Somewhere along the line, I got into this bad habit of drinking a glass or two of wine before bed. I’m sure it was fueled in part by all that ‘health’ advice floating around out there that touted the benefits of drinking red wine. The wine-tasting club my husband and I joined probably didn’t help either. There’s something about boxes of wine piled up in your basement that just screams “drink the wine! drink ALL the wine!” The problem is that even if there are some health benefits, it’s really not enough to balance out the negative effects especially when consumed in excess. Beer and wine have calories, and sugar – so even if you’re just having 1-2 glasses a day, that’s roughly 800-2000 calories a week (depending on whether you’re drinking beer or wine and 1-2 glasses a day) of beverages that aren’t providing your body with much, if any, nutrition. Alcohol is also a toxin. As far as toxins go, it’s kind of an awesome one in that it relaxes us and makes us feel good and is socially acceptable – but it’s still a toxin and your liver and kidneys not only need to work extra hard to process and filter it out of your system but they do so at the expense of any fat-burning that may be going on. Basically, until that alcohol is metabolized and filtered out of your system, fat-burning mechanisms are on pause. Not a good thing if you’re trying to fit into your skinny jeans again. Alcohol has also been shown to reduce the quality of your sleep, increase food cravings and lower your inhibitions – so you’re more likely to eat a bunch of garbage, make poor choices, do something embarrassing and then wake up tired the next day. Alcohol also messes around with your hormones and as a woman in my late 40’s, the last thing I need is anything else screwing around with those – Mother Nature is doing enough of that herself these days.

Anyway, I’m not giving up booze completely, but I also don’t think I need to have it every day or even several times a week. So I decided to just save it for special occasions – and truly special occasions, because let’s face it – we can come up with all kinds of things that are “special” when we know there’s a reward involved. Hell, with the way my life’s been going lately, making it to bedtime with a shred of my sanity still intact is a “special occasion”.

It’s tough to break out of a habit that you’ve been engaging in for awhile so I found that I had to substitute something else where my glass(es) of wine were and try to form newer, healthier habits. So now I’ve gotten into a different habit of having a glass of kombucha (I put it in a wine glass so it feels more special) or hot tea, or water infused with lemon or fruit/herbs/cucumber. After less than a week of doing this, I noticed that I was sleeping much better (less waking up in the middle of the night) and this bloated belly thing that had been plaguing me started subsiding. More than a month later I’m feeling less inflammation in my joints, my brain seems to work better and while I still don’t have six-pack abs, my stomach is flat and my skin looks much better. And I find that I really don’t miss all the wine as much as I thought I would. In fact, I’ve been to several holiday parties recently and just didn’t even feel like drinking much at all. And instead of blowing through bottles of our wine-club wine, I’m saving them for pairing with special dinners, gifts and truly momentous occasions.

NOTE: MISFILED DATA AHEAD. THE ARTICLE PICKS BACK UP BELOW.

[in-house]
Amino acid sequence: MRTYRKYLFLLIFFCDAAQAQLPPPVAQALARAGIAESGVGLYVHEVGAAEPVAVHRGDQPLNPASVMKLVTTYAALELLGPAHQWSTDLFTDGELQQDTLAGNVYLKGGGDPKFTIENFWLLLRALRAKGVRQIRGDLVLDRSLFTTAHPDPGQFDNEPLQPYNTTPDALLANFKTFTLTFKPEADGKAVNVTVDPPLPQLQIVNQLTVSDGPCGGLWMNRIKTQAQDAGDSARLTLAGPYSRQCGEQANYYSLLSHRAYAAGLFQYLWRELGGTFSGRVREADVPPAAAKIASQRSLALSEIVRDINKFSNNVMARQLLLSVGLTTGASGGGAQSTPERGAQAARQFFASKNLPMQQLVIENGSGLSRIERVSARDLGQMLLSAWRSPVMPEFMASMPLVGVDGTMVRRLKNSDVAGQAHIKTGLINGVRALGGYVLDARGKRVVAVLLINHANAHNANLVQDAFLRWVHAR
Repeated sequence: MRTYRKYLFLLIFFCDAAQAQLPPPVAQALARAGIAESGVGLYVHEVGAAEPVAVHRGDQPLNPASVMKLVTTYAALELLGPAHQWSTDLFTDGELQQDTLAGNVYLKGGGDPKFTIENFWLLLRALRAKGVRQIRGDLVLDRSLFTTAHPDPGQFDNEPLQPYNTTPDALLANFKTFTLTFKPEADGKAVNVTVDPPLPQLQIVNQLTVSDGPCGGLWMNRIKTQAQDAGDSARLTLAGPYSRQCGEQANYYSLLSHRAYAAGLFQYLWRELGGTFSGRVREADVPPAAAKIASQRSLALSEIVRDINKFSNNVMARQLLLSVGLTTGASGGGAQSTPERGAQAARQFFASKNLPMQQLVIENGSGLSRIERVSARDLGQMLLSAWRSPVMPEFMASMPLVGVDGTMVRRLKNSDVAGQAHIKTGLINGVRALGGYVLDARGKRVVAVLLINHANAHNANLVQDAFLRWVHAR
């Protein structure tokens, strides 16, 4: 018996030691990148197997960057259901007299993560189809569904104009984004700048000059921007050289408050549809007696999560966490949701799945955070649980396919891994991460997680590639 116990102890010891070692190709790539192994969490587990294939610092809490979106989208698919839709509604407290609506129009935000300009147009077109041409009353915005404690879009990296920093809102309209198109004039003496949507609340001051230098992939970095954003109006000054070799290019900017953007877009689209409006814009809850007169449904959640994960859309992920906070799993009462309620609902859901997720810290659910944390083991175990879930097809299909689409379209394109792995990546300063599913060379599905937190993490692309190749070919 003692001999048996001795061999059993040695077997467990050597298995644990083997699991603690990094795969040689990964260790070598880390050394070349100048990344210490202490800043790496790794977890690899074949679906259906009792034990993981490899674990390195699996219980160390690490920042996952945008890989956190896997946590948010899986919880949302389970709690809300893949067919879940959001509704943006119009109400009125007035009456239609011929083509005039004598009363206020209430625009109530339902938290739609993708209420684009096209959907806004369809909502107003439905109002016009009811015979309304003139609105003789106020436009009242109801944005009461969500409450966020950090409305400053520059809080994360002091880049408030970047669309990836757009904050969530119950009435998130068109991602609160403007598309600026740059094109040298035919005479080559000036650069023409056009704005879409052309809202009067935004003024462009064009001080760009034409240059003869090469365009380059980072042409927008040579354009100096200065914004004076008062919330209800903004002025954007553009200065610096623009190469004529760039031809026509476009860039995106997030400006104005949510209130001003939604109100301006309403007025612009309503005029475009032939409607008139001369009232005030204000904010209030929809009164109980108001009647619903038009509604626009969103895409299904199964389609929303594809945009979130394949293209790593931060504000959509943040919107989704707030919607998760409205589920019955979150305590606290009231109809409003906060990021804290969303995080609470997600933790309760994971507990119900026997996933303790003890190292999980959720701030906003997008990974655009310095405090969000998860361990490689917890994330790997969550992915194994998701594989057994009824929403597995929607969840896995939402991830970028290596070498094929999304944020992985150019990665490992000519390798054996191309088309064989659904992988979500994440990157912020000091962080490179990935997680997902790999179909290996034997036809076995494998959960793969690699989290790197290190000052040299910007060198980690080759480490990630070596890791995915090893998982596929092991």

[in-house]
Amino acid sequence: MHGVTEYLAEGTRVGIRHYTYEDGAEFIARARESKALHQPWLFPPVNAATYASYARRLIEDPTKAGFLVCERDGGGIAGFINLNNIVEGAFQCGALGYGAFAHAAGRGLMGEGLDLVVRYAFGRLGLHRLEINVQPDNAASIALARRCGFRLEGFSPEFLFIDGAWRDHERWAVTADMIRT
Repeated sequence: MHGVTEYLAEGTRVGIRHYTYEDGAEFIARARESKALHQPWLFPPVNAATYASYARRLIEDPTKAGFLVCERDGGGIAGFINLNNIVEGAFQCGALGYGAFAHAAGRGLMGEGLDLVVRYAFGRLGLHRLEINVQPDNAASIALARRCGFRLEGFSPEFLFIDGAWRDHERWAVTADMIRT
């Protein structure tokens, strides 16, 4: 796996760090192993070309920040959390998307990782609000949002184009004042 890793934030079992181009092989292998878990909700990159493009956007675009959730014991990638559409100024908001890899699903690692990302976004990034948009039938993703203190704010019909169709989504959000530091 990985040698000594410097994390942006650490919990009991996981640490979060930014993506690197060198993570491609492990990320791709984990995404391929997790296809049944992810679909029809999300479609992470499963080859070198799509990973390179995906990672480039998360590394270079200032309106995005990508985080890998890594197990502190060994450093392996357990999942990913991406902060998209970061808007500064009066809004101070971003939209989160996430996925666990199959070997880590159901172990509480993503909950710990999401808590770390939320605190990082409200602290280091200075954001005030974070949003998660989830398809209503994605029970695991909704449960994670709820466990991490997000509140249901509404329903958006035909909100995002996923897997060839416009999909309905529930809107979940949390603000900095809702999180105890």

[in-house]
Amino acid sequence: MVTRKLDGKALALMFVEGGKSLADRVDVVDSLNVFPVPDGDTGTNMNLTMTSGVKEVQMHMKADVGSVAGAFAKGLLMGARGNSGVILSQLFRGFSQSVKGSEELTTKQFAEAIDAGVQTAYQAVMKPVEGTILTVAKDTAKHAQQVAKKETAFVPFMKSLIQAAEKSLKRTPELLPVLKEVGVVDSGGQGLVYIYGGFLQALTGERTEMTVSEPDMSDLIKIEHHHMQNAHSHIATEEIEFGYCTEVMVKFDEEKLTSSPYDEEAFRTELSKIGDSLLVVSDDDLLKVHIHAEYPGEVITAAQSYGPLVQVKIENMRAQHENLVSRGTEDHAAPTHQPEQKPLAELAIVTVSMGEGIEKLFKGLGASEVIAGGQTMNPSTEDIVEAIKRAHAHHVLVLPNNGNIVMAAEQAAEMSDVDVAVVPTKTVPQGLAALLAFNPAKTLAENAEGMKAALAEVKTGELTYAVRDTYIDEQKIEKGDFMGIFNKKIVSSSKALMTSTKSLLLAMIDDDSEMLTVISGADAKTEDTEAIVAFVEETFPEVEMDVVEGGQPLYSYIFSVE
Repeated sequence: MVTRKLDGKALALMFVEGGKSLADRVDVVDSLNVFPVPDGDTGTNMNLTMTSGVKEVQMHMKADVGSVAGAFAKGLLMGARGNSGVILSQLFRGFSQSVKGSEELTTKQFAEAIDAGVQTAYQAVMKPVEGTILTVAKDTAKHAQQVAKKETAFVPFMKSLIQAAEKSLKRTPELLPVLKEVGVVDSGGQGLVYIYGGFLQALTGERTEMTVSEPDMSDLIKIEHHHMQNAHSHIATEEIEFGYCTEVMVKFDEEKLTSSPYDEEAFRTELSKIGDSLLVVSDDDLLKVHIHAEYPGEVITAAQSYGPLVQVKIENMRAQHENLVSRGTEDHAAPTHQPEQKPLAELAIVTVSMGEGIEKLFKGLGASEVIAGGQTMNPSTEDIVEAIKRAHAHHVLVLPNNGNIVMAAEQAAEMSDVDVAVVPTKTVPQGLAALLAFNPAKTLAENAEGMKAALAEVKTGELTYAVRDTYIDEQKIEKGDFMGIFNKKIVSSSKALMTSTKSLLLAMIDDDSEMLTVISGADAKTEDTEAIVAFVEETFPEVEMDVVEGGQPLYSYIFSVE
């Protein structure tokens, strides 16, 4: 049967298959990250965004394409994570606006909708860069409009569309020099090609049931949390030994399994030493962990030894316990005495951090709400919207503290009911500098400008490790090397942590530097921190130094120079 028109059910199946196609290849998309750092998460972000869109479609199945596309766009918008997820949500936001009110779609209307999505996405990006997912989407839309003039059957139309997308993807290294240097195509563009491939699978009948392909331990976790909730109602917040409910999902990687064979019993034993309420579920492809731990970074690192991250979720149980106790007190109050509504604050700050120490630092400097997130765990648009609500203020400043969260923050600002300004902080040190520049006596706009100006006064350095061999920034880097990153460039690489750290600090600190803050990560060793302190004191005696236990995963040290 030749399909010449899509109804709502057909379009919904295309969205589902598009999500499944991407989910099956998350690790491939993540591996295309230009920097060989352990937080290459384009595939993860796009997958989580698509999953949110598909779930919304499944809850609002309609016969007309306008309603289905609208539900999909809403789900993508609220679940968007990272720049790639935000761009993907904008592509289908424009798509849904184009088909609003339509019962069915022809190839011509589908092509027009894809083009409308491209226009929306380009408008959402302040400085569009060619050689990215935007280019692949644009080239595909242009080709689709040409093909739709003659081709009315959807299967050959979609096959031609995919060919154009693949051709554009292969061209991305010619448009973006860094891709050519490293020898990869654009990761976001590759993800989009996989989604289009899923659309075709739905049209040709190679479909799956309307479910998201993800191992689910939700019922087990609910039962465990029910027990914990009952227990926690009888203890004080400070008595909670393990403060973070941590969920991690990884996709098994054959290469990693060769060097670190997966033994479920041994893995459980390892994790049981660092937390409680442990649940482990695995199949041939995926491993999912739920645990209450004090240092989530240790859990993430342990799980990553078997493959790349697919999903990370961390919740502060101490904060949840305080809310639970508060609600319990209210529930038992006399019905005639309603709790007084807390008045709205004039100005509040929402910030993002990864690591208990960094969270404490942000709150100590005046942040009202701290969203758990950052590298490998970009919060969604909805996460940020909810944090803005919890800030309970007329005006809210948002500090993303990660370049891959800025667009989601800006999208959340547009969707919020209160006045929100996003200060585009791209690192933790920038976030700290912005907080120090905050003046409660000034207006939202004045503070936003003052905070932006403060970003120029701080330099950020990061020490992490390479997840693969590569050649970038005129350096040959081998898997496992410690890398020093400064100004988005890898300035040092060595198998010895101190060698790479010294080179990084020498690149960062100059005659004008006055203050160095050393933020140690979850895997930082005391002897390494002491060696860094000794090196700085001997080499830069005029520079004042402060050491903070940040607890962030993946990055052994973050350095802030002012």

2. Go to Bed

Sleep is one of those things that we tend to shrug off like it’s a nuisance activity instead of a critical and necessary state of renewal and repair. If you’re all fired up about losing weight and you have to choose between an extra hour in bed or an hour at the gym, your tendency will probably be to drag yourself out of bed and hit the gym. Seems to be a no-brainer – if you want to get ripped, you can’t blow off the gym, right? The problem is – if you’re not getting enough sleep, you’re creating a hot mess of hormonal nonsense that is counteracting your workouts. A large number of studies have been done over the years that indicate a strong link between obesity risk in adults and children and short sleep duration. Not getting enough sleep has been associated with weight gain even in preschool age children. A study by researchers at UC Berkeley found a correlation between sleep (or rather, lack of it) and increased BMI in adults and adolescents. Even one hour less sleep each night had a rather sizable impact on their BMI over a 5 year period.